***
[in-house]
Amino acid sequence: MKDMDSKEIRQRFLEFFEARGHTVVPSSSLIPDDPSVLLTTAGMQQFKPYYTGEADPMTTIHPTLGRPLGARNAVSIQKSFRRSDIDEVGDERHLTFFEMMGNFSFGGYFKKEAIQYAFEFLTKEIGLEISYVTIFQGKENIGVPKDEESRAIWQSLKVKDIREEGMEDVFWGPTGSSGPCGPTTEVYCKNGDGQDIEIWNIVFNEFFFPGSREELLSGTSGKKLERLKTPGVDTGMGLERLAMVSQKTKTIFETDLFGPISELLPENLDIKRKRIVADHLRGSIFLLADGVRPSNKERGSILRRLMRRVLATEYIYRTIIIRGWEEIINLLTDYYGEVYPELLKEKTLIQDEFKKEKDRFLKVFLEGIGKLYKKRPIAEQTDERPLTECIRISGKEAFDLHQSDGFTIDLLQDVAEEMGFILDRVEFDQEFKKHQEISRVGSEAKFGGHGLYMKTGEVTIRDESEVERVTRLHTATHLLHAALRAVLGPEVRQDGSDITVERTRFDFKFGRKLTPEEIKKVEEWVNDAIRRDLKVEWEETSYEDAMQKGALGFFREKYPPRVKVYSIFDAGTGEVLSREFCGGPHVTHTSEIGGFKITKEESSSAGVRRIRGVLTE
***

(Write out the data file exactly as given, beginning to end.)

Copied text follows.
[in-house]
Amino acid sequence: MKDMDSKEIRQRFLEFFEARGHTVVPSSSLIPDDPSVLLTTAGMQQFKPYYTGEADPMTTIHPTLGRPLGARNAVSIQKSFRRSDIDEVGDERHLTFFEMMGNFSFGGYFKKEAIQYAFEFLTKEIGLEISYVTIFQGKENIGVPKDEESRAIWQSLKVKDIREEGMEDVFWGPTGSSGPCGPTTEVYCKNGDGQDIEIWNIVFNEFFFPGSREELLSGTSGKKLERLKTPGVDTGMGLERLAMVSQKTKTIFETDLFGPISELLPENLDIKRKRIVADHLRGSIFLLADGVRPSNKERGSILRRLMRRVLATEYIYRTIIIRGWEEIINLLTDYYGEVYPELLKEKTLIQDEFKKEKDRFLKVFLEGIGKLYKKRPIAEQTDERPLTECIRISGKEAFDLHQSDGFTIDLLQDVAEEMGFILDRVEFDQEFKKHQEISRVGSEAKFGGHGLYMKTGEVTIRDESEVERVTRLHTATHLLHAALRAVLGPEVRQDGSDITVERTRFDFKFGRKLTPEEIKKVEEWVNDAIRRDLKVEWEETSYEDAMQKGALGFFREKYPPRVKVYSIFDAGTGEVLSREFCGGPHVTHTSEIGGFKITKEESSSAGVRRIRGVLTE